Construction Cabling Questions: Do You Need to Use Thermal Backfill?
Laying cables on your construction project doesn't just involve digging trenches, putting the cables down and then filling the trenches in again. The materials you use for the fill are also important. In some cases, you may need to use a specialist thermal backfill rather than a standard material. Why are thermal backfills used on some cabling jobs and do you need to use it on yours?
When Are Thermal Backfills Used?
Underground cabling may be kept out of sight and out of harm's way, but the soil on your site can affect the cables you lay. The cables can, in turn, affect the soil.
Different soils have varying degrees of thermal conductivity — some conduct heat more than others. If you're laying cables that get warm, such as power or data lines, then this heat dissipates out from the cables into the surrounding soil.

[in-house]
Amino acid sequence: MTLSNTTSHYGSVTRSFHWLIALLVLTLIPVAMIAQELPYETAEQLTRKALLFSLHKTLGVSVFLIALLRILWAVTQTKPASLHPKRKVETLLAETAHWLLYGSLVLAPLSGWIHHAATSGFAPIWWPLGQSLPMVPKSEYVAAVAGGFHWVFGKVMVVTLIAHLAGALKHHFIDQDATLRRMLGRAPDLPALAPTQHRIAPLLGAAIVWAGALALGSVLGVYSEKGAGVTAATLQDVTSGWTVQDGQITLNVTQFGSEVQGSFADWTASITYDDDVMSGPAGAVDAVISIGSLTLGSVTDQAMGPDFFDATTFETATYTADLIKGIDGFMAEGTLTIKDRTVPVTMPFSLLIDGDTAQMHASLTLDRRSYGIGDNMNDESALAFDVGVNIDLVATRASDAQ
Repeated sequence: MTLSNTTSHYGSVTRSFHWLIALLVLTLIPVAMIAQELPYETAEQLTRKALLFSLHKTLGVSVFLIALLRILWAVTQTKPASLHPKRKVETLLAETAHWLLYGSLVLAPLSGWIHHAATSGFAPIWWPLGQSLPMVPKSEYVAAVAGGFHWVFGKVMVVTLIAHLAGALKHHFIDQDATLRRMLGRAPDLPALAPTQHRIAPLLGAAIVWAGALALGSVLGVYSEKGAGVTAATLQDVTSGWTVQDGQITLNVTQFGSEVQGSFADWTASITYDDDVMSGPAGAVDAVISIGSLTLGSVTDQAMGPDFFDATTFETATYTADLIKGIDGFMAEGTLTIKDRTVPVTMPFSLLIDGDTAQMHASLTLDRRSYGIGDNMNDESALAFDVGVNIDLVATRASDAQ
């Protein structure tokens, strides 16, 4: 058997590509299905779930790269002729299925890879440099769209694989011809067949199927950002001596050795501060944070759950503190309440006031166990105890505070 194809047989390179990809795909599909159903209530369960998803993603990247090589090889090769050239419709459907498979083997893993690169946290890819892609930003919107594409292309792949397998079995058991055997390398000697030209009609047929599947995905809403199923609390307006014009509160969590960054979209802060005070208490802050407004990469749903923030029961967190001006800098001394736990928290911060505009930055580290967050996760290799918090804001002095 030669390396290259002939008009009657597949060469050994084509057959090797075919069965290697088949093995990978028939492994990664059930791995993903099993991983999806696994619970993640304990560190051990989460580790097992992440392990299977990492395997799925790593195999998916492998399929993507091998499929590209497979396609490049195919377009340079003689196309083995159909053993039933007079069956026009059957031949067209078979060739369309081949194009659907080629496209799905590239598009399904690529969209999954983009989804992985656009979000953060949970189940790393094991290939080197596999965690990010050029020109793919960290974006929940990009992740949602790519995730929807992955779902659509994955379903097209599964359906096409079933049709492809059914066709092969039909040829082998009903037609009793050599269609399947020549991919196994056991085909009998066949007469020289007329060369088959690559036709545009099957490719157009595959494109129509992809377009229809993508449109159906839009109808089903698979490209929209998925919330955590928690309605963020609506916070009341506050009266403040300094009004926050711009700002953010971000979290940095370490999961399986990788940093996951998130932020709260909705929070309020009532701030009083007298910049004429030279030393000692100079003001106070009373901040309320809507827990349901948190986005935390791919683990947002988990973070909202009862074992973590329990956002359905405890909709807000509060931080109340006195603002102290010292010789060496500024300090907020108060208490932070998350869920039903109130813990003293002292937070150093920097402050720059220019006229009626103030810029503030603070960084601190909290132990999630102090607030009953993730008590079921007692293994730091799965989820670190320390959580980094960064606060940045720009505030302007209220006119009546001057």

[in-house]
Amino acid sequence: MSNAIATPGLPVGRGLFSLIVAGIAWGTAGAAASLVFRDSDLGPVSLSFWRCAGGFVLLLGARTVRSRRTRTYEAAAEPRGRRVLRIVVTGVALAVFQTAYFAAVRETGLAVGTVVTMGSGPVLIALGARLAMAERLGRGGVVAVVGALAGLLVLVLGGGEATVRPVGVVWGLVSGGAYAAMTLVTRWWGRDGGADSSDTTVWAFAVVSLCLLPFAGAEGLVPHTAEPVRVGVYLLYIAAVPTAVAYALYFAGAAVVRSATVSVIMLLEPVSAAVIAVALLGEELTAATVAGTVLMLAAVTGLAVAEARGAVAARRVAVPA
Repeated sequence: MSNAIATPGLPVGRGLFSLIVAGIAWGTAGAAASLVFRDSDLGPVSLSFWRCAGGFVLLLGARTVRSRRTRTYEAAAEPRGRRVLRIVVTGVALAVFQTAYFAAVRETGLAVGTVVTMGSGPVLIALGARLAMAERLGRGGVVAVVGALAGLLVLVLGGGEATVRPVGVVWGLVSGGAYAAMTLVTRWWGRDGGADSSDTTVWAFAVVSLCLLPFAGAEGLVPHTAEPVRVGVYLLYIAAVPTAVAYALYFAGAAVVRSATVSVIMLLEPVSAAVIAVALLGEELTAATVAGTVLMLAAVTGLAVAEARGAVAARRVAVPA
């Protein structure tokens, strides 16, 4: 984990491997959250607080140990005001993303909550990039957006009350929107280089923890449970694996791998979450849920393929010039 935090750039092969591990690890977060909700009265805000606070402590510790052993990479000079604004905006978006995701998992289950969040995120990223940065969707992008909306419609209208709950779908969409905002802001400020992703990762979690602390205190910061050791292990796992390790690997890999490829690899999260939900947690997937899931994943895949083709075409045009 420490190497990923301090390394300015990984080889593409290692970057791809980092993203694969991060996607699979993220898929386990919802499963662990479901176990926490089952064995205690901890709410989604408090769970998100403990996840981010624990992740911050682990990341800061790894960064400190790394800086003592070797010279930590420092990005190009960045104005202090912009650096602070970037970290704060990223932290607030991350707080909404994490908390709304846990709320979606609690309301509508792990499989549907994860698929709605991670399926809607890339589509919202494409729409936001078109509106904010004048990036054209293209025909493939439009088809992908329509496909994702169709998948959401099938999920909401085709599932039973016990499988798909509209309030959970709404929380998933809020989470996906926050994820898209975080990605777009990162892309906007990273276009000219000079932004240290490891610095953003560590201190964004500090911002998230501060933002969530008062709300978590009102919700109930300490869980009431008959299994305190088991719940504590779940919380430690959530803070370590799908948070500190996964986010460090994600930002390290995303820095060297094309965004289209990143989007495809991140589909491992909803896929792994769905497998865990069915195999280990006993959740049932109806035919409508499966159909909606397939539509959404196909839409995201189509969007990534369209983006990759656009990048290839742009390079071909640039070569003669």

If the soil gets too hot and doesn't carry its heat away from the cables, then the cables may not work to optimum efficiency. They may give slower supplies than they should. Sometimes, they are completely compromised and break down. Plus, a soil that isn't a great heat conductor may dry out itself and become unstable. This could compromise your build in the future.
Thermal backfills solve this problem. They are used to surround cables when local soils aren't up to the job. That is because a backfill protects both the cable and the soil. It draws heat away from the cable but keeps heat out of the soil so it can't dry out. These backfills can be made from mixes of materials like cement, sand and gravel; some come in a liquid form.
How Do You Know When to Use Thermal Backfills?
If you aren't sure how the soil on your site will cope with cables, then you need to have it tested. A soil thermal resistivity analysis takes a sample of the soil and puts it through various tests. These usually assess the soil's thermal properties by exposing it to heat or moisture to measure its resistance.
If the test results show that the soil isn't going to work well around the cabling, then you need to consider using a different backfill that has better thermal resistance. To find out more about your soil's suitability, contact thermal conductivity soil testing companies. They can also help you choose a good thermal backfill if you do need to use one.